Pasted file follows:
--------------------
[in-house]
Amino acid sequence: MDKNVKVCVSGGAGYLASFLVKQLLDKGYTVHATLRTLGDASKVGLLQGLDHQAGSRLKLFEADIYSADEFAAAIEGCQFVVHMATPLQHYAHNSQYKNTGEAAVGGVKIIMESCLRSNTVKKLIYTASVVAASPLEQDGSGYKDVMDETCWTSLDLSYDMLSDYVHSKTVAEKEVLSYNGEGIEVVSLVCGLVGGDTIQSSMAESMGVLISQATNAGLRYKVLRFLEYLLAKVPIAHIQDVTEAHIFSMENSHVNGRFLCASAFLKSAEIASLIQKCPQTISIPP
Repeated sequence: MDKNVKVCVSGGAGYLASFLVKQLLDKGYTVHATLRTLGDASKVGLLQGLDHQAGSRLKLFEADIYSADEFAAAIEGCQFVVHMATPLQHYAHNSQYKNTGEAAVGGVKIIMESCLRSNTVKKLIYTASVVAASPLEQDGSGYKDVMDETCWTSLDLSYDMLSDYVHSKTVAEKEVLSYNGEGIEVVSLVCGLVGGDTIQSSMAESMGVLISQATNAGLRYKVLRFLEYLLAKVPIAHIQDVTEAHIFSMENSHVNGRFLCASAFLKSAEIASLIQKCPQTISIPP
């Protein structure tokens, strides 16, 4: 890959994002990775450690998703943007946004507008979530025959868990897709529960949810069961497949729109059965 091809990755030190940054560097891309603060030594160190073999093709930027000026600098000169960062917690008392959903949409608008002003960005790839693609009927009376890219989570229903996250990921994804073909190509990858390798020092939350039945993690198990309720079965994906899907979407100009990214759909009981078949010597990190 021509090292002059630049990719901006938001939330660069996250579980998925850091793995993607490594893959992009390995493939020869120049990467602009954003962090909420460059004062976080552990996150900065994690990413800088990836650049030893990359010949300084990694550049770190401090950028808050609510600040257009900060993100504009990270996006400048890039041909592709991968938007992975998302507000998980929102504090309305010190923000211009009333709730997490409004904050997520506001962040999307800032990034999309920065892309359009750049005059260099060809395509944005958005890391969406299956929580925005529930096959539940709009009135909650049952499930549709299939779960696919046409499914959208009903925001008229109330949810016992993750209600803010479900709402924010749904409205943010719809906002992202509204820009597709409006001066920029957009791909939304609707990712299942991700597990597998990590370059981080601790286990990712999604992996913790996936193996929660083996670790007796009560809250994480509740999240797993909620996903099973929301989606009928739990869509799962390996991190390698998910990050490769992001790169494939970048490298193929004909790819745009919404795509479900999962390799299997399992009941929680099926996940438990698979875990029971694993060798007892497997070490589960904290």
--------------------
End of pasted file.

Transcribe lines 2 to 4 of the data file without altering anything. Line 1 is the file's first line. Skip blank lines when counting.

Amino acid sequence: MDKNVKVCVSGGAGYLASFLVKQLLDKGYTVHATLRTLGDASKVGLLQGLDHQAGSRLKLFEADIYSADEFAAAIEGCQFVVHMATPLQHYAHNSQYKNTGEAAVGGVKIIMESCLRSNTVKKLIYTASVVAASPLEQDGSGYKDVMDETCWTSLDLSYDMLSDYVHSKTVAEKEVLSYNGEGIEVVSLVCGLVGGDTIQSSMAESMGVLISQATNAGLRYKVLRFLEYLLAKVPIAHIQDVTEAHIFSMENSHVNGRFLCASAFLKSAEIASLIQKCPQTISIPP
Repeated sequence: MDKNVKVCVSGGAGYLASFLVKQLLDKGYTVHATLRTLGDASKVGLLQGLDHQAGSRLKLFEADIYSADEFAAAIEGCQFVVHMATPLQHYAHNSQYKNTGEAAVGGVKIIMESCLRSNTVKKLIYTASVVAASPLEQDGSGYKDVMDETCWTSLDLSYDMLSDYVHSKTVAEKEVLSYNGEGIEVVSLVCGLVGGDTIQSSMAESMGVLISQATNAGLRYKVLRFLEYLLAKVPIAHIQDVTEAHIFSMENSHVNGRFLCASAFLKSAEIASLIQKCPQTISIPP
């Protein structure tokens, strides 16, 4: 890959994002990775450690998703943007946004507008979530025959868990897709529960949810069961497949729109059965 091809990755030190940054560097891309603060030594160190073999093709930027000026600098000169960062917690008392959903949409608008002003960005790839693609009927009376890219989570229903996250990921994804073909190509990858390798020092939350039945993690198990309720079965994906899907979407100009990214759909009981078949010597990190 021509090292002059630049990719901006938001939330660069996250579980998925850091793995993607490594893959992009390995493939020869120049990467602009954003962090909420460059004062976080552990996150900065994690990413800088990836650049030893990359010949300084990694550049770190401090950028808050609510600040257009900060993100504009990270996006400048890039041909592709991968938007992975998302507000998980929102504090309305010190923000211009009333709730997490409004904050997520506001962040999307800032990034999309920065892309359009750049005059260099060809395509944005958005890391969406299956929580925005529930096959539940709009009135909650049952499930549709299939779960696919046409499914959208009903925001008229109330949810016992993750209600803010479900709402924010749904409205943010719809906002992202509204820009597709409006001066920029957009791909939304609707990712299942991700597990597998990590370059981080601790286990990712999604992996913790996936193996929660083996670790007796009560809250994480509740999240797993909620996903099973929301989606009928739990869509799962390996991190390698998910990050490769992001790169494939970048490298193929004909790819745009919404795509479900999962390799299997399992009941929680099926996940438990698979875990029971694993060798007892497997070490589960904290």